Now we have a band of dispossessed citizens of the former Buyeo who want to re-establish the seat of their lost royal house and they are on a collision course with the embattled Prince Yeogu, rightful heir to the throne of Baekje and currently awaiting at-sea execution by his step-brothers: one a cunning cad, the other simply deceived and disillusioned.

    And it’s not really just about the action. King Geunchogo has actually been doing a pretty good job with staging battles and skirmishes, it has been faring quite well on the action front. It is the story and the plot that suddenly get a new lease on life with the advent of the pirates. Arrrrgh!

  5. Notes on King Geunchogo (근초고왕): 15: The Strategist

    think I just found my new favorite catch phrase:

    I read books. I don’t resort to violence. A strategist doesn’t fight.

    Spoken by Ajikai (played by Lee In, Shin Yun Bok’s brother in Painter of the Wind), the pirate strategist, as he ducks, spins and strikes heedless foot soldiers in the thick of battles. 🙂

    The guy reminds me of Bae Soo Bin’s Sa Yong from Jumong 🙂

  6. Notes on King Geunchogo (근초고왕): 15-19

    Things really have gotten more interesting since the pirates came on the scene. Even the principal actors who previously seemed bored to tears now have some pep in their step. What changed? I wonder…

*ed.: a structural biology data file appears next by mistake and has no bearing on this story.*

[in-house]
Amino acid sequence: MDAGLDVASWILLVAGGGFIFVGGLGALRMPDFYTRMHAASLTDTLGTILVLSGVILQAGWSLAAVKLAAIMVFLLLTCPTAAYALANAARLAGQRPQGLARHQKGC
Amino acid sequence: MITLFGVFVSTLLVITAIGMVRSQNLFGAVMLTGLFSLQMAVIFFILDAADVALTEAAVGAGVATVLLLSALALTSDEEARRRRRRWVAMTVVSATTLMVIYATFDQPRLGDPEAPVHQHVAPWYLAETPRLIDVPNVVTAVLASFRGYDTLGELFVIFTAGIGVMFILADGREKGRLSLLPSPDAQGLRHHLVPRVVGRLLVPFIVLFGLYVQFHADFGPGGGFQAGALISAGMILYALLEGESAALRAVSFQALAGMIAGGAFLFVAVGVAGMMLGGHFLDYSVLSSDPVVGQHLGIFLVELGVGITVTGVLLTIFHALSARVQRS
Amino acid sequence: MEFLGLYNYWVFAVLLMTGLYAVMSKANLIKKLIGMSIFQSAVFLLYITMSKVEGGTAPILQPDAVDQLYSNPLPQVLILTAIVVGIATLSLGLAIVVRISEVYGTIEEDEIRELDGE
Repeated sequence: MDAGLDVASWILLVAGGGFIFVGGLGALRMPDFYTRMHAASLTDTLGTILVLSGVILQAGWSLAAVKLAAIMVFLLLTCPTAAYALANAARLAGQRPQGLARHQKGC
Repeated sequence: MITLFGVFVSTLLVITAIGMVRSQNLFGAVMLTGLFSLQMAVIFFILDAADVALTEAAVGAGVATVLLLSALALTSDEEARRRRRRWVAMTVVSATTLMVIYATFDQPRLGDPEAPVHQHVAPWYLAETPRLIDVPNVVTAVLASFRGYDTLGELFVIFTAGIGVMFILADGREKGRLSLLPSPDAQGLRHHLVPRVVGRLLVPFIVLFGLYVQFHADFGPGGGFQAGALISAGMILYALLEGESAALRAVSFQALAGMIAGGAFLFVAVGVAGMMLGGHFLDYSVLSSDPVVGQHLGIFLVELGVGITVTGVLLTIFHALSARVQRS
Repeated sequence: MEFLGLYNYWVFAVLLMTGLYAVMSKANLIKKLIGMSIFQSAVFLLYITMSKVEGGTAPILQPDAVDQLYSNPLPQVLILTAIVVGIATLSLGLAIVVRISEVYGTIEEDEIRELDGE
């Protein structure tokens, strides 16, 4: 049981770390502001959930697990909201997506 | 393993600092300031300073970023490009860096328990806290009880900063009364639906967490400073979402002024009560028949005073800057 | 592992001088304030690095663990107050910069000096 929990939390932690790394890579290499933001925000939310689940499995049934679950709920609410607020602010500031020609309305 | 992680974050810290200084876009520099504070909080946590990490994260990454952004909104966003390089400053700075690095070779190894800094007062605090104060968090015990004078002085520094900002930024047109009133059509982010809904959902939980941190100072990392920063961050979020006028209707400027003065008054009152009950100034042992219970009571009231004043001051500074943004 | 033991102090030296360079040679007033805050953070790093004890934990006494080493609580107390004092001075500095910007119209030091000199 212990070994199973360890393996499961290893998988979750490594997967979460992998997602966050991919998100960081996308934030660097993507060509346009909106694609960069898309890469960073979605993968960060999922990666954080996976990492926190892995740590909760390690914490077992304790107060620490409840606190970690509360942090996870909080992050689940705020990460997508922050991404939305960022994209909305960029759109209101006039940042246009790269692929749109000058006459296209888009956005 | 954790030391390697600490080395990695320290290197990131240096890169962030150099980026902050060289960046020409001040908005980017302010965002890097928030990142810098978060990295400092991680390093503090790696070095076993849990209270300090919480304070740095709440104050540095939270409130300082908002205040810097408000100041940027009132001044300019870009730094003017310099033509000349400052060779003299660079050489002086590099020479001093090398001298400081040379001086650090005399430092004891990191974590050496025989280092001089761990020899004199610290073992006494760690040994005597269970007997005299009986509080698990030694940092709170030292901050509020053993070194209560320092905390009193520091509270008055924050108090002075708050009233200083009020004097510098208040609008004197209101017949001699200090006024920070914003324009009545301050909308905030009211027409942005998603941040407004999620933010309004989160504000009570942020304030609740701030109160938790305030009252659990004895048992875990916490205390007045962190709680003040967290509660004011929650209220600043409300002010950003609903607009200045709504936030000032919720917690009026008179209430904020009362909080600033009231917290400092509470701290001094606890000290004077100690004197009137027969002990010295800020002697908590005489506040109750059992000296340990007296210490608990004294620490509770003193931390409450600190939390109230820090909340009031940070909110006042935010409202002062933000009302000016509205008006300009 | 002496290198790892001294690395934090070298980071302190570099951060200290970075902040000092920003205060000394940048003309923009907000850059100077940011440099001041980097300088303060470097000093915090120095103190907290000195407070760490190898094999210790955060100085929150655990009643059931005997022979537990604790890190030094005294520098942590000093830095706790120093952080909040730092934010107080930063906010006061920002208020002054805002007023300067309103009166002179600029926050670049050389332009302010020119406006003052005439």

The opening credits for sure (since ep. 13). Maybe the writers? Things don’t seem as slow and redundant as they were before. There’s a little more humor, a little less meaninglessly overwrought teeth-gnashing.

    Hope springs eternal…

  7. Notes on King Geunchogo (근초고왕): 19-24

    It’s confirmed: ever since Ahn Seok Hwan entered stage left, King Geunchogo finally got good. It only took 20 episodes!

    And it’s not as if ASH appears a great deal on screen. His fugitive scholar has a very furtive way about him, gliding up to people and making suggestions before disappearing. No, it’s not just him. Let’s put it this way, the quality of both the writing and production went up several notches to coincide with first the introduction of the pirates and then went into full throttle at around the same time ASH came into the picture.

    Special notice has to be given to the excellent staging and execution of the battle to defend the fort. The situation reminds me a little of the kamikaze winds that felled Kublai Khan when he tried to invade Japan in 1274 and 81.

  8. Do I even remember how this miserable story ended? … ummm.. no. I did watch all 60 chapters to the very, very bitter end – I remember (insipid) Guenchogo’s (insipid) soulmate queen souring on him in the bitterest way after the loss of her son to a fire (“loss” kdrama style, of course – meaning ‘not really lost, just spirited away somewhere without her knowledge’).

    Things got bad between them and I can’t remember how or if they resolved it. He ends up dying under their tree (of course)…

    — O, heavens, why so much snark, Curio? Leave the poor drama alone. So you didn’t enjoy it…

    Okay. I’ll leave it alone.

    PS – I just noticed that “insipid” and “bitter” keep popping up in this post… hmmm…